An independent review of why, where and how Australia’s development program is operating at home and abroad. Failing that, a suite of other measures to improve development program outcomes.
We need to better understand what’s working and what’s not when it comes to implementing our development program, which means a clear-eyed look at the impact of our policies and practices. We then need to bake good practice into our processes to ensure we aren’t wasting time, effort, and money.
A key problem is the translation of policy to practice. Work carried out by the Lab’s Madeleine Flint and Richard Moore found that this is one of the most persistent problems the development program faces — so we really need to tackle it. Read their analysis — A Review of Reviews here.
There are two issues at play here as well: one is knowing how well we’re travelling, the other is knowing if the direction we’re travelling in is the right one.
Firstly, Firstly, we lack the objective data and insights to determine how effective our implementation is. Sure, even after the decommissioning of the Office of Development Effectiveness, there are still evaluations being done, but very little at the meta level and no big pull backs to answer the question, 'what does it all add up to?' It’s been more than a decade since we took a big-picture, independent look at the effectiveness of our implementation, and it’s safe to say the world has moved on since then. A long-noted DFAT tendency to see policy as practice means that the practical implementation of projects can sometimes work at cross-purposes and miss achieving overall objectives. Once the new development policy is set in 2023, it’s time to work through the opportunities and challenges of its implementation.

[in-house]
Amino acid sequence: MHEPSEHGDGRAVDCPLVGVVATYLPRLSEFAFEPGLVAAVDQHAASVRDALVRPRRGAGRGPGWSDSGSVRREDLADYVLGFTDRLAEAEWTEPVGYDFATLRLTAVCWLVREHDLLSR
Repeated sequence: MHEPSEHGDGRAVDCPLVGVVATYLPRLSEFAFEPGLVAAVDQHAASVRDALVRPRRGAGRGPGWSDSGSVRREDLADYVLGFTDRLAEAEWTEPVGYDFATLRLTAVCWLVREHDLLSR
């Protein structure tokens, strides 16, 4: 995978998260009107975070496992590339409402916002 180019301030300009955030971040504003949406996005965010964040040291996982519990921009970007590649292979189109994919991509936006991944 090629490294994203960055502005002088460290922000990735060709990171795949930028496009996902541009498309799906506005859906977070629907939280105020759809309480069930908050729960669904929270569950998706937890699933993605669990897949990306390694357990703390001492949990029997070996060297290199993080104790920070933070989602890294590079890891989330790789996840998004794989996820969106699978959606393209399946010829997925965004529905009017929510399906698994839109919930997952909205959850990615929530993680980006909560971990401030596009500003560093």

With a new policy under development, and the political will for change, now is the time to think about the most crucial aspect of development — its actual delivery and the outcomes it achieves. This is where the ‘rubber hits the road’ and where our success (or failure) is determined.
While the Department is undertaking a capability review, it’s not clear if a budget will be attached to the plan. Nor do we know if there will be substantial focus on development capability — as distinct from broader consular and diplomatic capability. Given the operational demands of delivering a development program, it’s critical that development performance is considered distinct, albeit alongside broader Departmental capability.
Just as crucially, there has not been an independent review since 2011. Consider the world of 2011 to that of 2022 — that’s four Australian foreign ministers and five prime ministers ago. Meanwhile, development practice has shifted substantially since then. We’ve had the AusAID/DFAT merger, seen new forms of financing introduced, and our immediate region has faced significant challenges, whether environmental, social, or strategic. We can’t have this much change in the world and the Department without pausing to take stock.
Before locking in a new policy, we might want to consider the things we would be seeing if its translation into better practice and stronger results was indeed successful. One area might be more effective country planning, as we have already discussed on the Pitch. We would also see the release of sub-strategies for areas of critical change, along with a consideration of the ambition and implications of localisation for development programming. We might also see a major investment in management capability; that is, the ability for individuals and institutions to take up the direction they’ve been set and put into practice.